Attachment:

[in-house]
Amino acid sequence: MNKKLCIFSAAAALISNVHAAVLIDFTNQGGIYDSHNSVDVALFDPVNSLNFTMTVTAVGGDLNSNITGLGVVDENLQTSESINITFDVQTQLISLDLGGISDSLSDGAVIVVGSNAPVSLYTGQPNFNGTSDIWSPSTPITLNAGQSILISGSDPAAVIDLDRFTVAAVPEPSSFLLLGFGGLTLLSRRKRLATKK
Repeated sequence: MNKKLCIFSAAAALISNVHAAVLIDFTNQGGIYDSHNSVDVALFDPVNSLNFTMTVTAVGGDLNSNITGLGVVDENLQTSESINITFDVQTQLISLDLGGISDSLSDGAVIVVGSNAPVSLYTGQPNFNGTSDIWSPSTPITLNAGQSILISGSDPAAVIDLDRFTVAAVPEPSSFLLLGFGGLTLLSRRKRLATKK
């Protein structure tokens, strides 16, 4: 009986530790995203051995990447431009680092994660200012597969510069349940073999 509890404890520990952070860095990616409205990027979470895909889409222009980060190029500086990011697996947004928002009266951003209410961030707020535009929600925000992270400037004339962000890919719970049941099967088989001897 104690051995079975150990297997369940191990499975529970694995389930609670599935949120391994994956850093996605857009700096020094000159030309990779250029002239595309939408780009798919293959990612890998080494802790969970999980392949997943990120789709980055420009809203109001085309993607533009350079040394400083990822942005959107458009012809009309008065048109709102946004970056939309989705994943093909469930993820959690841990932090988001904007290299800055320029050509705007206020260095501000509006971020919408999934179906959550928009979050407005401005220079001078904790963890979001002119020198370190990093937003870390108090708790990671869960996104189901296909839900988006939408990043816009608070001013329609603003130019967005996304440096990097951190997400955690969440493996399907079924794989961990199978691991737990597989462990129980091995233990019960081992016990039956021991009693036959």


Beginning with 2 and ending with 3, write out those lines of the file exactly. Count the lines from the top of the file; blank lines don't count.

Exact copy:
Amino acid sequence: MNKKLCIFSAAAALISNVHAAVLIDFTNQGGIYDSHNSVDVALFDPVNSLNFTMTVTAVGGDLNSNITGLGVVDENLQTSESINITFDVQTQLISLDLGGISDSLSDGAVIVVGSNAPVSLYTGQPNFNGTSDIWSPSTPITLNAGQSILISGSDPAAVIDLDRFTVAAVPEPSSFLLLGFGGLTLLSRRKRLATKK
Repeated sequence: MNKKLCIFSAAAALISNVHAAVLIDFTNQGGIYDSHNSVDVALFDPVNSLNFTMTVTAVGGDLNSNITGLGVVDENLQTSESINITFDVQTQLISLDLGGISDSLSDGAVIVVGSNAPVSLYTGQPNFNGTSDIWSPSTPITLNAGQSILISGSDPAAVIDLDRFTVAAVPEPSSFLLLGFGGLTLLSRRKRLATKK